True, although it’s a little more complicated than this, as Banquet Bear’s links make clear.
In the United States, you can make money from a picture without a model release. You can sell your photos to whomever you like, for as much money as they are willing to pay, and a model release isn’t necessary. A model release relates not to the taking of a picture, but to the publication of a picture. And even then, there are plenty of ways that you can publish a picture without a release.
For example, using an image for news, artistic, or editorial purposes does not require a release. If you take a picture of someone at a rally, or at the scene of an accident, or at a sporting fixture, and your local newspaper asks if they can use your picture to run alongside a story about the event, no model release is necessary for the publication of this image. It’s a news story, and the use of the image is for news or editorial purposes. And this is true even if the paper pays you money for the image.
If, however, you want to publish a picture in a setting that is designed to endorse a particular product or service or organization, and if there are recognizable people in the image, then a release is generally necessary. The most obvious example is pictures used to illustrate advertisements, but there are other instances as well.
It’s worth noting, though, that the responsibility for obtaining the model release (legally, at least) falls on the publisher of the photo, NOT on the person who took the photo. So, if a company calls you up and asks if they can buy a picture that you took of a group of people, you can sell it to them. If the company then goes and uses that picture in an advertisement for its products, then the company is the one who has fucked up, and could face a lawsuit.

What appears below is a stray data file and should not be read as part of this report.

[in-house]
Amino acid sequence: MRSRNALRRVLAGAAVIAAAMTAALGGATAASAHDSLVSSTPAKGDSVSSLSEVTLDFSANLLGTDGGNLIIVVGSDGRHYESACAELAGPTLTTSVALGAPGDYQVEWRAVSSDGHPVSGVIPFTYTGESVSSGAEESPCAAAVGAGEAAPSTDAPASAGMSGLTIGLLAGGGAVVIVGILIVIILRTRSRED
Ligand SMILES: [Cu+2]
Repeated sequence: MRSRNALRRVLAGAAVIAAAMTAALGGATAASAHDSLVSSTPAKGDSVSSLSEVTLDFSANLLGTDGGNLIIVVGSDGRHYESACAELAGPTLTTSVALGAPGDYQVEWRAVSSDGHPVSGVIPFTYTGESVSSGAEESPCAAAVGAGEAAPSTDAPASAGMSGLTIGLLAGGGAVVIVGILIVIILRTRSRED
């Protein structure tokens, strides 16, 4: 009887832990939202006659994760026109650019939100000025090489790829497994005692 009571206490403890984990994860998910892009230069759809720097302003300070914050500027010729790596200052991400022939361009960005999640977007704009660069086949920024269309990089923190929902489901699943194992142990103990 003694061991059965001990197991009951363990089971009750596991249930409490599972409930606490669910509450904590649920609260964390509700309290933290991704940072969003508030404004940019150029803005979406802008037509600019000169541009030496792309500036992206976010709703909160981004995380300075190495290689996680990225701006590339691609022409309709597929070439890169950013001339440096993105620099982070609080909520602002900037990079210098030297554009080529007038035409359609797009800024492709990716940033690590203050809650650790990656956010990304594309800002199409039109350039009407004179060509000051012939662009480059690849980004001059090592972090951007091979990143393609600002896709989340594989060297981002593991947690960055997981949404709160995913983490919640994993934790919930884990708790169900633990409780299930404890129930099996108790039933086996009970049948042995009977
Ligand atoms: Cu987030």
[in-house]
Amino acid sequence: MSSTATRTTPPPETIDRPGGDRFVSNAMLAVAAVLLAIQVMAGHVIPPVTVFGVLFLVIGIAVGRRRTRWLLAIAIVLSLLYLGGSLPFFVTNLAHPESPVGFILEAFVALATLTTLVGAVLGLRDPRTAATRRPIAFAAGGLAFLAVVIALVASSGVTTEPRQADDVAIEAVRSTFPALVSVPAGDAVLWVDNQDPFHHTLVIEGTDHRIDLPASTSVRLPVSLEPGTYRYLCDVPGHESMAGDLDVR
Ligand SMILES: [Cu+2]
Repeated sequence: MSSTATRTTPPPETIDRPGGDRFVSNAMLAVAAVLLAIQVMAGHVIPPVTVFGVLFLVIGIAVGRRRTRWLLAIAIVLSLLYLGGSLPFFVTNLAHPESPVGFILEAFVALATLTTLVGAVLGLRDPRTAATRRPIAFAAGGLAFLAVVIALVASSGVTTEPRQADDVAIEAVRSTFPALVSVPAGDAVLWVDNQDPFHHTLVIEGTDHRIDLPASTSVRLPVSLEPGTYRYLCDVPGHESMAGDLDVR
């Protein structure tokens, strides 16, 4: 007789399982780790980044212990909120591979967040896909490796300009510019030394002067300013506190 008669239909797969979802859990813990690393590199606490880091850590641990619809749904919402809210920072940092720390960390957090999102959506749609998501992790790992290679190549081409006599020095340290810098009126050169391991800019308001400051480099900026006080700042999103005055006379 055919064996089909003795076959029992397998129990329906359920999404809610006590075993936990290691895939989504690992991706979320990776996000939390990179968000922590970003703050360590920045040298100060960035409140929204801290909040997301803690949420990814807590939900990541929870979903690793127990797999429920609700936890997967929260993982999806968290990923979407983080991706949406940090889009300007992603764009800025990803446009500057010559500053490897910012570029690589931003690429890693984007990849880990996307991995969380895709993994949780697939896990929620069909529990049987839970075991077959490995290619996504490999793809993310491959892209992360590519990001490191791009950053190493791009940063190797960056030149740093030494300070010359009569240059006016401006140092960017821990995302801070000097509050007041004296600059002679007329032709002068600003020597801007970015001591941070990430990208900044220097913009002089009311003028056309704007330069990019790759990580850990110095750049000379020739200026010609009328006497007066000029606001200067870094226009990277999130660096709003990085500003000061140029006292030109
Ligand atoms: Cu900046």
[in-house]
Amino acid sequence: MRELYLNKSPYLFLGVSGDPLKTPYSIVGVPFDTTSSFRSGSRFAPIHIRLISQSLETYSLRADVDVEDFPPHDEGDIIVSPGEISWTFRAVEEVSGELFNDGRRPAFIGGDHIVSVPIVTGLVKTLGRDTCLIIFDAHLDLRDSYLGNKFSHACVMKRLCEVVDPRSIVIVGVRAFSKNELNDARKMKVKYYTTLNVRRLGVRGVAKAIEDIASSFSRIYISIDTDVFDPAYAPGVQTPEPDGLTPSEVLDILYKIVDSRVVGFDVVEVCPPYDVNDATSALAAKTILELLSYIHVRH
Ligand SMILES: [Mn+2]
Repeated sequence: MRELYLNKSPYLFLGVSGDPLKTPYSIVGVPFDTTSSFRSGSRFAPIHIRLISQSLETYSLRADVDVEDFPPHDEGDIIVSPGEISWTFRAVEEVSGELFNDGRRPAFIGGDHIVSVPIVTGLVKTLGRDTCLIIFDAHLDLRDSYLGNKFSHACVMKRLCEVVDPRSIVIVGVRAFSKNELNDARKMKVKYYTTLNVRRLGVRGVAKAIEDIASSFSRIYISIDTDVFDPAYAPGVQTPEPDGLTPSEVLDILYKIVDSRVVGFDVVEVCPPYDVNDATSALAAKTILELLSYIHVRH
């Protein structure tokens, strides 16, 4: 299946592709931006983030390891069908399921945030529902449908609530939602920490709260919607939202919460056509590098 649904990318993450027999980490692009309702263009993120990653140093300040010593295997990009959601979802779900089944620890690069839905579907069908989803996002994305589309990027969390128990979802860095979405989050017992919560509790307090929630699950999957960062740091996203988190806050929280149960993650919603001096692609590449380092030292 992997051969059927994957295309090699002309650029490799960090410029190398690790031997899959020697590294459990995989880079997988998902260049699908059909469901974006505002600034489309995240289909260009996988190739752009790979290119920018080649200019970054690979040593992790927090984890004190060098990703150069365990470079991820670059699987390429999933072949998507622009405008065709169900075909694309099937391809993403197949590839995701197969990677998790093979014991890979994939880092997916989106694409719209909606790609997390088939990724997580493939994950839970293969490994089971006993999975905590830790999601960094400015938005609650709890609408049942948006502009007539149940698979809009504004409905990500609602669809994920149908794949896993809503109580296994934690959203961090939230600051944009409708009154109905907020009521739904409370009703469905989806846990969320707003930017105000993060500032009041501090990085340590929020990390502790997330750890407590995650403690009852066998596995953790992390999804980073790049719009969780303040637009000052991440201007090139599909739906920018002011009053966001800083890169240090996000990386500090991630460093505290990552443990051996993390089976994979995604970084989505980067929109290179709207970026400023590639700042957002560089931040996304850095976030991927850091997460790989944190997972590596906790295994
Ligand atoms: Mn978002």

But companies know this, and so most companies that buy images for commercial purposes (including stock photo agencies) usually require, before purchasing the image, that the photographer secure model releases for any identifiable people within the photos. Commercial photographers obtain model releases for all their images as a matter of course, wherever possible, if they want to sell those photos to stock agencies or advertising agencies or other outlets that use images for explicitly promotional purposes.
Basically, for 99 percent of photographers who are taking pictures for their own personal enjoyment, or for artistic purposes, or for news purposes, or even to publish a book of photos, a model release is basically never required. The OP will be fine without them.
Leo Krupe, when you are looking for photography gear, if you want to get a decent amount of bang for your buck, i highly recommend the Buy/Sell section of the Fred Miranda photography forums. Members of this forum buy and sell gear on a regular basis, and as long as you’re a little bit careful, and check people’s feedback, you can get some excellent deals.
My last four purchases of photographic gear have all been done through Fred Miranda, and i’ve purchased some outstanding used equipment in excellent condition, at well below the sort of prices you’ll find in stores. I got my Nikon D7200 with extra battery grip for a little over $600, and just a week ago i took delivery of a like-new Nikon 16-80/f2.8-4 lens for $560 (new price: $1066). I’ve also bought a couple of different flash units there - an SB-700 on-camera flash, and a set of two R1 wireless close-up flashes for mounting on my macro lens. It’s now my go-to place when i’m looking for “new” (used) equipment.
Note: I have no affiliation with the site; i’ve just used it to get some good deals on camera equipment.